How to Use LVM on Ubuntu for Easy Partition Resizing and Snapshots

Ubuntu’s installer offers an easy “Use LVM” checkbox. The description says it enables Logical Volume Management so you can take snapshots and more easily resize your hard disk partitions — here’s how to do that.

LVM is a technology that’s similar to RAID arrays or Storage Spaces on Windows in some ways. While this technology is particularly useful on servers, it can be used on desktop PCs, too.

Should You Use LVM With Your New Ubuntu Installation?

The first question is whether you even want to use LVM with your Ubuntu installation. Ubuntu makes this easy to enable with a quick click, but this option isn’t enabled by default. As the installer says, this allows you to resize partitions, create snapshots, merge multiple disks into a single logical volume, and so on — all while the system is running. Unlike with typical partitions, you don’t have to shut down your system, boot from a live CD or USB drive, and resize your partitions while they aren’t in use.

To be perfectly honest, the average Ubuntu desktop user probably won’t realize whether they’re using LVM or not. But, if you want to do more advanced things later, LVM can help. LVM is potentially more complex, which could cause problems if you need to recover your data later — especially if you’re not that experienced with it. There shouldn’t be a noticeable performance penalty here — LVM is implemented right down in the Linux kernel.

Logical Volume Management Explained

We’re previously explained what LVM is. In a nutshell, it provides a layer of abstraction between your physical disks and the partitions presented to your operating system. For example, your computer might have two hard drives inside it, each 1 TB in size. You’d have to have at least two partitions on these disks, and each of these partitions would be 1 TB in size.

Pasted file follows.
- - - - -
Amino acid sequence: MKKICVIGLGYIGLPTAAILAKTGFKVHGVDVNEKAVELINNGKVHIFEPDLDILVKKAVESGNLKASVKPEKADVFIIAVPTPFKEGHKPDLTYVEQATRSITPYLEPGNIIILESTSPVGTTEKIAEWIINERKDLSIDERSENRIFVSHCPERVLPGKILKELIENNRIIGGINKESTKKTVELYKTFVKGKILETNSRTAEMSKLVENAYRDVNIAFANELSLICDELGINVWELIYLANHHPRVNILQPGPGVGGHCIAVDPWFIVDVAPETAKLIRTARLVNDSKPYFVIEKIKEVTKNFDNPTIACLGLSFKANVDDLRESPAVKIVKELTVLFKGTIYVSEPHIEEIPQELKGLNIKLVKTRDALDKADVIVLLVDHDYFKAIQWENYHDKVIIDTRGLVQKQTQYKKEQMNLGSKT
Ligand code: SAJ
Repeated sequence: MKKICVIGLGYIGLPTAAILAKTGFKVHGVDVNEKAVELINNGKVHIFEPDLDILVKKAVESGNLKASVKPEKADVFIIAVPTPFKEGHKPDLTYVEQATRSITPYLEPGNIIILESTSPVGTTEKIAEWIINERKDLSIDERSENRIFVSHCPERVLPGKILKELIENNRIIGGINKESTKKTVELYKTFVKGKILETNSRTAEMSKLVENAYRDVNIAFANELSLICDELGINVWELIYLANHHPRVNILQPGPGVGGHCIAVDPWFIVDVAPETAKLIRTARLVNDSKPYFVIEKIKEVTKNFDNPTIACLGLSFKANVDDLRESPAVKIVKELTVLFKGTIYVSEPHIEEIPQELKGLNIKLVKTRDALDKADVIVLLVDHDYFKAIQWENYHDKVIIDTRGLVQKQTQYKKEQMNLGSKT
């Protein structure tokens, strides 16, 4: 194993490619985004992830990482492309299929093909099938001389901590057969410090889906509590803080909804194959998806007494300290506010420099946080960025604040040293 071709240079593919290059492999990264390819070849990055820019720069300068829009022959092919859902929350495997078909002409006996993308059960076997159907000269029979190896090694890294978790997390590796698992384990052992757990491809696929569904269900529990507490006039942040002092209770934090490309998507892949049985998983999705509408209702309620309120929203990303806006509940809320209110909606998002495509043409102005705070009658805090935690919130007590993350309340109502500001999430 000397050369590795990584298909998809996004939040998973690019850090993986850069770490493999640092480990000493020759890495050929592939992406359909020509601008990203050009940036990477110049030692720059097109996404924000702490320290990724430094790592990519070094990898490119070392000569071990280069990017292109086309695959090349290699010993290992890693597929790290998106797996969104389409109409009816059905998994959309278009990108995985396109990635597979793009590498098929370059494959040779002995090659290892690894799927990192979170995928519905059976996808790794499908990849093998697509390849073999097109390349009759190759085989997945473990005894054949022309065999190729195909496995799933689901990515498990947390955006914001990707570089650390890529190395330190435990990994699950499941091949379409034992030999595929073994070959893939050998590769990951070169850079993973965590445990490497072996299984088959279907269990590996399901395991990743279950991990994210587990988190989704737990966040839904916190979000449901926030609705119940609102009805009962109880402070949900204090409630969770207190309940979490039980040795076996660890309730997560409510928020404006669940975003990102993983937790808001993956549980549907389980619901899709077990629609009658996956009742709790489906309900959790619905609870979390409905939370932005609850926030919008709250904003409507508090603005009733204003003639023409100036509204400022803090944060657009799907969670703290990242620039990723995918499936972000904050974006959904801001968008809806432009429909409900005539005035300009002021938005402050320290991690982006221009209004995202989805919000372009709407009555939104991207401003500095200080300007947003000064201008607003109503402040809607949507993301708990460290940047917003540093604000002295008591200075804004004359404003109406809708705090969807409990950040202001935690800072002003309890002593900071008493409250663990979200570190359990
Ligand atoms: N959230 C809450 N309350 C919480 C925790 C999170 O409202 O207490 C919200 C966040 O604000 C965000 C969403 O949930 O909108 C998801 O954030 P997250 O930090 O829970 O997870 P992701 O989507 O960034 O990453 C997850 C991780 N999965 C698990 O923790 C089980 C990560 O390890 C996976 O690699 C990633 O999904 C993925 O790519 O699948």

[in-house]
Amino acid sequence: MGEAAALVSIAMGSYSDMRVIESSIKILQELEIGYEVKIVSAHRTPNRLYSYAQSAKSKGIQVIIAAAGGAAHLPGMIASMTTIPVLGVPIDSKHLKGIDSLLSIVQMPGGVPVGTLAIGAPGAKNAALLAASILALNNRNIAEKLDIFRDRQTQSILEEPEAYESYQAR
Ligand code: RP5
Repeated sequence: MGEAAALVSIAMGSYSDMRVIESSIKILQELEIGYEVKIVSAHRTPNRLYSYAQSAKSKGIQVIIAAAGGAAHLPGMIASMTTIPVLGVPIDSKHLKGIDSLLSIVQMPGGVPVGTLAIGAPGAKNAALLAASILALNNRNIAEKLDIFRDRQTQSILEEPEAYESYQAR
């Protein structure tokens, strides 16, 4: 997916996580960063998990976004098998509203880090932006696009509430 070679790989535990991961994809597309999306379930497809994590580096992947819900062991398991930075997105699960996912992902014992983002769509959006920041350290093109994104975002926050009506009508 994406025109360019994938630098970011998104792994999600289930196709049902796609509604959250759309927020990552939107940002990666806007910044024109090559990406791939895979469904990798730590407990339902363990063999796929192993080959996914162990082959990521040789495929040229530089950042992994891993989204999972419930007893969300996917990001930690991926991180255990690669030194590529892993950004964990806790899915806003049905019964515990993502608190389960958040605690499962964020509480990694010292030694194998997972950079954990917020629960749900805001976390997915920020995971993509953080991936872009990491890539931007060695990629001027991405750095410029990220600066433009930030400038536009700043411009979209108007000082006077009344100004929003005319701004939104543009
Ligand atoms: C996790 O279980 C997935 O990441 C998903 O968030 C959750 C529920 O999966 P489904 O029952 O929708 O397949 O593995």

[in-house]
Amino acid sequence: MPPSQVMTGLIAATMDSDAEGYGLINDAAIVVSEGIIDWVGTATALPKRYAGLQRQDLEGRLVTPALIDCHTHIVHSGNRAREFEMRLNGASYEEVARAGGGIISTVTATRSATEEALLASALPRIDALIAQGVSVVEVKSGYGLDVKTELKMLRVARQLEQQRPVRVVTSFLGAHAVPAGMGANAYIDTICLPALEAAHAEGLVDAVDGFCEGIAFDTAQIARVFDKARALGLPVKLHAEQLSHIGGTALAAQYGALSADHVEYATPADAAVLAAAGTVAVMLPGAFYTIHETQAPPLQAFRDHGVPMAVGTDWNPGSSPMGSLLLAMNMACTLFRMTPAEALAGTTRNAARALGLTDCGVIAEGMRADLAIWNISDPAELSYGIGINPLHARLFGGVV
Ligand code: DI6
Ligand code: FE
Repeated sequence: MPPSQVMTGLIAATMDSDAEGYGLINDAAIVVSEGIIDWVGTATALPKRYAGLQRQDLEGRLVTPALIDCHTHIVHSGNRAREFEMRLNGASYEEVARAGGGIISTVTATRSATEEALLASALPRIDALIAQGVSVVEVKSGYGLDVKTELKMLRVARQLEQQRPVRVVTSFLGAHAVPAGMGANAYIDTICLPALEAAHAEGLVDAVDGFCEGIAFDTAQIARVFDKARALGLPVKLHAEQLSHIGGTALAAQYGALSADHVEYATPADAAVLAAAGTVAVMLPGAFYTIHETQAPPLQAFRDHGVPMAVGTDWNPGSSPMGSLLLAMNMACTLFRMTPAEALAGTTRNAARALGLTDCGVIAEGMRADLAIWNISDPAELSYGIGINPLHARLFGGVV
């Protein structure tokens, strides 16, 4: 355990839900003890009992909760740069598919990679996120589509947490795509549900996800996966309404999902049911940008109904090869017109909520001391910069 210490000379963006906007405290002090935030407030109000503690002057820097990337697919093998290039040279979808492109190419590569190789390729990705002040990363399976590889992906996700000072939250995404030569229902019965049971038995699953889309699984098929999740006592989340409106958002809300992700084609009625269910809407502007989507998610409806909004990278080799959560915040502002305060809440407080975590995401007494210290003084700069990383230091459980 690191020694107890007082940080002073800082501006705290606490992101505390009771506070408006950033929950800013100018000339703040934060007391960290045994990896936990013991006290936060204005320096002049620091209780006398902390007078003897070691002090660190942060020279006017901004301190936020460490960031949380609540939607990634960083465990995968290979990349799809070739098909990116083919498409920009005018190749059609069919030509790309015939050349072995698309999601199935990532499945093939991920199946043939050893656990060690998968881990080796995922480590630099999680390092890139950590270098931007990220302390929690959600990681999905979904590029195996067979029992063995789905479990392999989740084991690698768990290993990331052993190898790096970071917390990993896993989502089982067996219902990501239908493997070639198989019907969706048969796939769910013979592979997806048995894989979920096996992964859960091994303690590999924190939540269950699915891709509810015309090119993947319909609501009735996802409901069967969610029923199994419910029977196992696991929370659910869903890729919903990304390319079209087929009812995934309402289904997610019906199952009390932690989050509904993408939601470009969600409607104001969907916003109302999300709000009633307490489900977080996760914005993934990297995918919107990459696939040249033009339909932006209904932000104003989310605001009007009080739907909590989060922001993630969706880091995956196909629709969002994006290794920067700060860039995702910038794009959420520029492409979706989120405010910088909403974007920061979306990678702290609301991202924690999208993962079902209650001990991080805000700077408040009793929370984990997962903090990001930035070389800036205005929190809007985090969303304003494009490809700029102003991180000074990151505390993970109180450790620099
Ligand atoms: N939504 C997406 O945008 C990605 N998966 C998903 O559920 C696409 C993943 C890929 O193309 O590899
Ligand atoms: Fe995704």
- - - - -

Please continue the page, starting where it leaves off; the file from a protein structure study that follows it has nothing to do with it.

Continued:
LVM provides a layer of abstraction over this. Instead of the traditional partition on a disk, LVM would treat the disks as two separate “physical volumes” after you initialize them. You could then create “logical volumes” based on these physical volumes. For example, you could combine those two 1 TB disks into a single 2 TB partition. Your operating system would just see a 2 TB volume, and LVM would deal with everything in the background. A group of physical volumes and logical volumes is known as a “volume group.” A typical system will just have a single volume group.

This layer of abstraction makes it possibly to easily resize partitions, combine multiple disks into a single volume, and even take “snapshots” of a partition’s file system while it’s running, all without unmounting it.

Note that merging multiple disks into a single volume can be a bad idea if you’re not creating backups. It’s like with RAID 0 — if you combine two 1 TB volumes into a single 2 TB volume, you could lose important data on the volume if just one of your hard disks fails. Backups are crucial if you go this route.